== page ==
I had three words to share with them as the initial framing for where happiness can be found in our work: “Pleasure. Purpose. Pride.” Borrowed from the awesome work of Dan Beuttner, author of Blue Zones of Happiness. And organically, before I even spoke the CEO, the CIO both used the words pride in their speeches and those that followed me echoed the same word “pride”. And one leader, dealing with her own personal adversity stepped up to speak and her entire team roared for her. Pride! Happy tears.

And finally, before returning home…a talk for Legends Senior Living with the goal of inspiring adult caregivers who do the hard work of happiness caring for their aging parents. I could have taken the easy road on this presentation and pulled an old presentation off the shelf with a few tweaks but instead I chose to go deep. I shared the story of my own parents and Aunts who cared for my aging grandparents at home knowing they would never want to be “in a home.” The caregiving was HARD. I reveled in the nostalgic moments of my grandparents impact in my life. During the talk I honored my parents, my now passed-on grandparents and those who do what I categorize the hard parts of happiness captured so well in these simple words by my Mother, who cared for my other grandfather.
“Caregiving is a vicious cycle. They’re forgetful, you get angry at them, you feel guilty about getting angry with them, you love them….I’m glad I did it but it wasn’t easy.” – Momma

Good words Momma.

Back on a plane to Bend, Oregon. Arriving back in my new home and to my new tribe of friends, back to improv, and Boys & Girls Clubs of Bend. A deep sense of belonging in my short year in Oregon. A deep sense of service and a sense of community.
The final event last week being the Boys & Girls Clubs board meeting and holiday party and I almost didn’t go because of the weather. That night, three of our outgoing Board members shared their emotional stories was a deep reminder of the hard parts of happiness in Board service. Powerful words on their personal “why” with each holding back emotions. Barely. All connected deeply to their service towards something greater than oneself. Happy tears.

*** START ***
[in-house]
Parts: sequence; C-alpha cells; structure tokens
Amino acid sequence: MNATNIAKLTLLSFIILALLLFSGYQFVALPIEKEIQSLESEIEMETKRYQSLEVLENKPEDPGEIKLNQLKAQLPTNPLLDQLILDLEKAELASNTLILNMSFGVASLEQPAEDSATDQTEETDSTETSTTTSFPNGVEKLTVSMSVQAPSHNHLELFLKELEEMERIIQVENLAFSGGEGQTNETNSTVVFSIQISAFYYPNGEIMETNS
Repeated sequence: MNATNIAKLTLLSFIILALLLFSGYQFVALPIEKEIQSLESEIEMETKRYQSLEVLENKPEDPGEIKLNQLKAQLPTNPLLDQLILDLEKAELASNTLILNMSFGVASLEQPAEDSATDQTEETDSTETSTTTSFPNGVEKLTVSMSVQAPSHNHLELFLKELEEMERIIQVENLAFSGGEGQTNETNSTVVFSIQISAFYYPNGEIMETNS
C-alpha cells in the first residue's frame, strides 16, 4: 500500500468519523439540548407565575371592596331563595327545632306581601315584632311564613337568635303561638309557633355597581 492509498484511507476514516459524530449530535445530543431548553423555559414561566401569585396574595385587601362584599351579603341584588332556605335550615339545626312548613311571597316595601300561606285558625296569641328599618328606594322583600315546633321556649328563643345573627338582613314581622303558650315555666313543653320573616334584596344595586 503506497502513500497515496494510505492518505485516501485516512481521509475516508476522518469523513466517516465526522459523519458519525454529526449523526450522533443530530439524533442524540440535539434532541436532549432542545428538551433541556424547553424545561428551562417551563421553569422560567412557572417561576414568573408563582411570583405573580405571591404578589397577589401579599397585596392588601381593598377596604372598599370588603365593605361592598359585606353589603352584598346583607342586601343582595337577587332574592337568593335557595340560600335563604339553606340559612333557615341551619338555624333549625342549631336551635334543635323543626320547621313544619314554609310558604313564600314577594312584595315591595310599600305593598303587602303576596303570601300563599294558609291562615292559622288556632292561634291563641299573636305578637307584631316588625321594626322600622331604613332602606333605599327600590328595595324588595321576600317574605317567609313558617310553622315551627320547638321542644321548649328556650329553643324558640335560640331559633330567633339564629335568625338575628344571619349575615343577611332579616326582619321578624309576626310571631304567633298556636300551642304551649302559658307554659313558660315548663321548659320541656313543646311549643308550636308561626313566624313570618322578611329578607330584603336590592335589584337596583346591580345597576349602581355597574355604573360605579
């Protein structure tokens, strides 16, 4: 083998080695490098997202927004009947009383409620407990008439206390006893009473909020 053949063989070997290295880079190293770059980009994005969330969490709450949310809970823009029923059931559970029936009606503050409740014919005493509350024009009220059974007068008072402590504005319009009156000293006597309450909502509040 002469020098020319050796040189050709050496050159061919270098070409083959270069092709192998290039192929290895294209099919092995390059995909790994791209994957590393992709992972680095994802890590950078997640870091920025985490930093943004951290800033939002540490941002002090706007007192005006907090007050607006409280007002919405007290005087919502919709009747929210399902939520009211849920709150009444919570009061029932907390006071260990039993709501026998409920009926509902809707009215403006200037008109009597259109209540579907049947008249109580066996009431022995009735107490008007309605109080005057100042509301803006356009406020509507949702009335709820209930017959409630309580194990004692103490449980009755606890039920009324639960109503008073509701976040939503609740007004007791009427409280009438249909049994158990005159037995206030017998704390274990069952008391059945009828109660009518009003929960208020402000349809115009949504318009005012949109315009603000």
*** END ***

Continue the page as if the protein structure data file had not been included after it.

What an incredible week. I’m glad I chose to engage with the opportunities for happiness available to me.


Happiness is often right in front of you. You have to choose to see it and step towards it and be a participant in the opportunities. And what might be in front of you is choice to embrace the hard parts of happiness. And those hard parts of service, commitment, relationships, and progress which will often feel clunky and uncomfortable. In retrospect we see, and can savor, those unsuspected opportunities for happiness in our lives.

Over the holidays we have so many choices and happiness is so often about intentional action on your part. What will you choose?

Anthony Poponi is an energetic presenter, a jokester from birth, and self-admitted lover of downtowns as much as wild spaces. He specializes in putting joy in our workplaces and in our communities through workshops and keynotes that leave his audiences buzzing. Being a hard act to follow on stage is always his goal.